In the previous blog, I explained the Difference of Two Squares, as this mentioned in the Advance Information. Another topic that is mentioned specifically in the Edexcel Advance Information for the Summer 2022 GCSE exams is the Capture-Recapture Method. This will be very easy to prepare for as the questions are usually very similar and follow the same pattern. In this blog I will explain the concept and work through some example questions.
Please note: this topic will only appear in the 2022 Edexcel Higher Tier GCSE – so if you are taking the Foundation exam or the AQA exam, this blog will be of no use to you!
What is the Capture-Recapture Method?
In broad terms, the Capture-Recapture Method is a very clever way of estimating the population or number of items in a region. The best way to explain what the Capture-Recapture Method is, is by way of an example.
So let’s say you are standing at a lake and you want to estimate how many fish there are in there. This is a nigh-on impossible task, but your best bet is to use this method.
First of all, I would take a sample of fish from the lake. Let’s say 50 of them. I will mark these fish somehow, for example by clipping a fin or tagging them. It doesn’t really matter how, all we need to do is make it so these fish are identifiable later. Then I return those 50 fish to the lake.
The next day, I will go back to the lake and take another sample of fish, let’s say for example 200 fish. Some of these fish will be marked from yesterday. Let’s say for simplicity that 20 of the fish I catch are marked. I know that yesterday I marked 50 fish. Today, 20 out of 200 (or 10%) of the fish I caught were marked. So based on my sample it would be fair to assume that 10% of the fish in the lake are marked. So, if x is the total number of fish in the lake,
10% of x = 50
x/10 = 50
Now we need to solve the equation to find x:
x = 50 x 10 = 500
So I estimate that there are 500 fish in the lake.
What assumptions does the method make?
Obviously this method is far from perfect and shouldn’t be relied on as the gospel truth (it is an estimate after all!). There are a few assumptions that we have made in making this calculation (sometimes you will be asked to state an assumption in an exam):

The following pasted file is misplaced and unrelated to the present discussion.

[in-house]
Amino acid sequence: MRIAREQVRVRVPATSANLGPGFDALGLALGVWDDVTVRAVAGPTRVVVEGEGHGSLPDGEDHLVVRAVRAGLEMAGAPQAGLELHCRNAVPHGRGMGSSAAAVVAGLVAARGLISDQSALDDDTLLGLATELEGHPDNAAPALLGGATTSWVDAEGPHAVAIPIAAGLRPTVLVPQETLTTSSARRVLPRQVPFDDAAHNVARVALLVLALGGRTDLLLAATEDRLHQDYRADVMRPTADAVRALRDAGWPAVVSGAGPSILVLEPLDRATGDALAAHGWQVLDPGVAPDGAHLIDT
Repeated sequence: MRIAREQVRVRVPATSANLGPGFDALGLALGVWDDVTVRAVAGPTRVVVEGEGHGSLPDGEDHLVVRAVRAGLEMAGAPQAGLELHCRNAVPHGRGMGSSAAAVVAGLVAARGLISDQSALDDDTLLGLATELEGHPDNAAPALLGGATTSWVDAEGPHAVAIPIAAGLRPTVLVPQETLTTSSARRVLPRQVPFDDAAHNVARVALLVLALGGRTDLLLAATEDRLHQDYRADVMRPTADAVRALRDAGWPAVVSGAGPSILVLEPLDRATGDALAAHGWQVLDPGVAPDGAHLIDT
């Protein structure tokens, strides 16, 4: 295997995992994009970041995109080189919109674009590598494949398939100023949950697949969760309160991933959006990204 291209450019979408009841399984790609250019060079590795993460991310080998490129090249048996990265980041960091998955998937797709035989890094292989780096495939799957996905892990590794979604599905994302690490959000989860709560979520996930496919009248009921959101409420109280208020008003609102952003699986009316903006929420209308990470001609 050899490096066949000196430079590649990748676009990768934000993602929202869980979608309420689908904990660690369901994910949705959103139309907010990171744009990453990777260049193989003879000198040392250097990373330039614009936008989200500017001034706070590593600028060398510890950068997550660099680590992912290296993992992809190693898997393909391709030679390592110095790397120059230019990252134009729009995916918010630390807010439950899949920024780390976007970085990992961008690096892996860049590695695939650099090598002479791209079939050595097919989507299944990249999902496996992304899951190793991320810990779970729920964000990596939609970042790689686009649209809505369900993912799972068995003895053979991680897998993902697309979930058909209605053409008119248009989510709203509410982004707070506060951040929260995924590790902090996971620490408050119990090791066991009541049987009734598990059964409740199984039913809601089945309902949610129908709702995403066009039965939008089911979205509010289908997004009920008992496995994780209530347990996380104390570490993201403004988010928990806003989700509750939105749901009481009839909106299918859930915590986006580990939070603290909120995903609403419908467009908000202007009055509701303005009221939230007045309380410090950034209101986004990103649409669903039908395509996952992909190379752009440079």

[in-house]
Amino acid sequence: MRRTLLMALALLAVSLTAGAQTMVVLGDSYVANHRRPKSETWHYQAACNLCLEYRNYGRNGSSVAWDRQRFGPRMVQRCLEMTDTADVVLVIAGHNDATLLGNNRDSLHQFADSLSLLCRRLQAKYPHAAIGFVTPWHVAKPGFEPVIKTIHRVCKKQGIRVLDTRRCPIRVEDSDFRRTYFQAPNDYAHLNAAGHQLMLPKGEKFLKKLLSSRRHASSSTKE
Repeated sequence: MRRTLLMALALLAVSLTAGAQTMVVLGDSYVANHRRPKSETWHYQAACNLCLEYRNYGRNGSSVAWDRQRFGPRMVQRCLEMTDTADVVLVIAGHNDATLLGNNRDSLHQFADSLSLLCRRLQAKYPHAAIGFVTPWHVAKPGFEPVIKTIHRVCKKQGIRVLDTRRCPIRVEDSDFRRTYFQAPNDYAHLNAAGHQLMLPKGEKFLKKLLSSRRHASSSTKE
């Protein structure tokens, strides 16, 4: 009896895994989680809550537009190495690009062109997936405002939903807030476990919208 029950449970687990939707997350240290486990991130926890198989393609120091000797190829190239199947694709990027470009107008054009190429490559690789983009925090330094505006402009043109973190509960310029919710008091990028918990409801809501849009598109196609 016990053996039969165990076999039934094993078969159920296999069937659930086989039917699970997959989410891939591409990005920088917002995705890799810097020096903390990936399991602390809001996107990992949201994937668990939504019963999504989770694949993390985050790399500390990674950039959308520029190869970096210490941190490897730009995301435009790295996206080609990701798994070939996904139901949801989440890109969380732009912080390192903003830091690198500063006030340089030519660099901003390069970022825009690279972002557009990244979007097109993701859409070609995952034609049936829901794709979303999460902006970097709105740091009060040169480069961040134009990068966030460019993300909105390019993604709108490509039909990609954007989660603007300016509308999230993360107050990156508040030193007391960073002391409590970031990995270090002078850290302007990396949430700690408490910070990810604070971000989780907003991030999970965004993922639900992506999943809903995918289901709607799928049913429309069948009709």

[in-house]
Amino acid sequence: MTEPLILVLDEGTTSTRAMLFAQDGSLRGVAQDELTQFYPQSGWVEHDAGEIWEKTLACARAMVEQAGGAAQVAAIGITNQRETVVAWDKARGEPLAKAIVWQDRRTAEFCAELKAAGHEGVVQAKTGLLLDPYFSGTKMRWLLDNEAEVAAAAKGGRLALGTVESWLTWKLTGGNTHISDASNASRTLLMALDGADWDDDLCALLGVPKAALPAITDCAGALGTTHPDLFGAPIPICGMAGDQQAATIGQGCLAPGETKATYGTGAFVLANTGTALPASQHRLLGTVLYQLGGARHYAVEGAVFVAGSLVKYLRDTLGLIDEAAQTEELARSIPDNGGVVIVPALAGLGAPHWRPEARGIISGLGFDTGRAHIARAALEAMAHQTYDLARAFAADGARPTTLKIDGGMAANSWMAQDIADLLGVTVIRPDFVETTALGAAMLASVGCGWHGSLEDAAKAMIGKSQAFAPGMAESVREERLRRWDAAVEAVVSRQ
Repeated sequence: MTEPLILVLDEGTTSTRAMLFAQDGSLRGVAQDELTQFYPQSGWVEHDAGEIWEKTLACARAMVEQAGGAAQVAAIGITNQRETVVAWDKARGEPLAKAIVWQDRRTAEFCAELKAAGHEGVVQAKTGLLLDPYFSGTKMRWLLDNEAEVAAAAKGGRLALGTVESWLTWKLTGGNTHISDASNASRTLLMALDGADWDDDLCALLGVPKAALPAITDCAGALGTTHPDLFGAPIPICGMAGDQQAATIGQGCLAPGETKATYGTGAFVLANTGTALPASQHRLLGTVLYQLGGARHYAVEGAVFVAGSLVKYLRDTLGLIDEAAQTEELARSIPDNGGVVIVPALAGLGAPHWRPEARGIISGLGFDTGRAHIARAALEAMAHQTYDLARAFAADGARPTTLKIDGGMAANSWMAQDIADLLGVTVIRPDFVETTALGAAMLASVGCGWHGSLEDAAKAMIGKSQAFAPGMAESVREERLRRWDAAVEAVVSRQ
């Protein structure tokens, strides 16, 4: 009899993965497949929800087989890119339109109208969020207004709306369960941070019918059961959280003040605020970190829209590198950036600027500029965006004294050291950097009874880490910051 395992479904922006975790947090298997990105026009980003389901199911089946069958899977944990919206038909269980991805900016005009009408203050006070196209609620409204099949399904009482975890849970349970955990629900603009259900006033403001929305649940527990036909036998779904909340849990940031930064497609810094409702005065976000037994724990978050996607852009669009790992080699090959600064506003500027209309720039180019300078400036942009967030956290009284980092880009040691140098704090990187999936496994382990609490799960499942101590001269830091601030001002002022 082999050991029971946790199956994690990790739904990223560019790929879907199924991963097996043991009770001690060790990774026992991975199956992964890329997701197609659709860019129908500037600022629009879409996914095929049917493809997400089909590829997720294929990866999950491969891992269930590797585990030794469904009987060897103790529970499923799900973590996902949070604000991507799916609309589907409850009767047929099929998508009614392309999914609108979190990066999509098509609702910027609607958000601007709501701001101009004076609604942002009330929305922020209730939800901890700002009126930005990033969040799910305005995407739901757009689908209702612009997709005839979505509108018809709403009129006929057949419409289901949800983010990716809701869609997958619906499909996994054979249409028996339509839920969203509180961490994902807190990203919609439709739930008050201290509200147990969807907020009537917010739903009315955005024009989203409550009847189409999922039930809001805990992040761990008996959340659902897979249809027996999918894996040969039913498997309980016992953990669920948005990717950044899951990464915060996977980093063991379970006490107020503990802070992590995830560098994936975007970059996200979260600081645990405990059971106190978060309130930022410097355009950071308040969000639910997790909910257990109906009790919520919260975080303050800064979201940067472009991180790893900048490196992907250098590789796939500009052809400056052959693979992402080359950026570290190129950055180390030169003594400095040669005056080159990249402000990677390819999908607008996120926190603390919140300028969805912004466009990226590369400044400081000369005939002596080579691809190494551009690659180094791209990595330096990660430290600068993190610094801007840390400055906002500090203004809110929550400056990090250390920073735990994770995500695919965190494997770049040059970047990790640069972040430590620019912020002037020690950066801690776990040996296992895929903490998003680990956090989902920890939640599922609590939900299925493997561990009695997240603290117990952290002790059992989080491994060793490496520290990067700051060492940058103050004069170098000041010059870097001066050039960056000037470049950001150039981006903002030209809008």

- The fish swim around randomly and do not stay in the same area of the lake
- None of the marked fish have died between the first and second samples
- No new fish have been born between the first and second samples
An exam-style question
Chris wants to estimate the number of beetles in a garden.
He catches and marks 25 beetles, then returns them to the garden.
The next day Chris catches 40 beetles and notices that 9 of them are marked.
Work out an estimate for the total number of beetles in the garden.
Chris went back and noticed that 9/40 of the beetles are marked.
Chris marked 25 beetles, so we can assume that, if x is the total number of beetles:
So, we can form this equation and solve it to find x:
So rounding to the nearest whole number, we estimate that there are 111 beetles in the garden.
These questions are very formulaic so with a bit of practice you should be in a great position to pick up the marks when this question comes up in the Summer 2022 Edexcel higher tier exam (my guess is that it will come up in one of the two calculator exams, but in theory it could also come up in the non-calculator exam if the numbers are nice). There aren’t many resources for this topic online, but your best bet is with Corbett Maths – here is his textbook exercise.
Read more about the 2022 advance information here.
If you are in Bristol and need someone to explain this to you in person, book in a free taster session.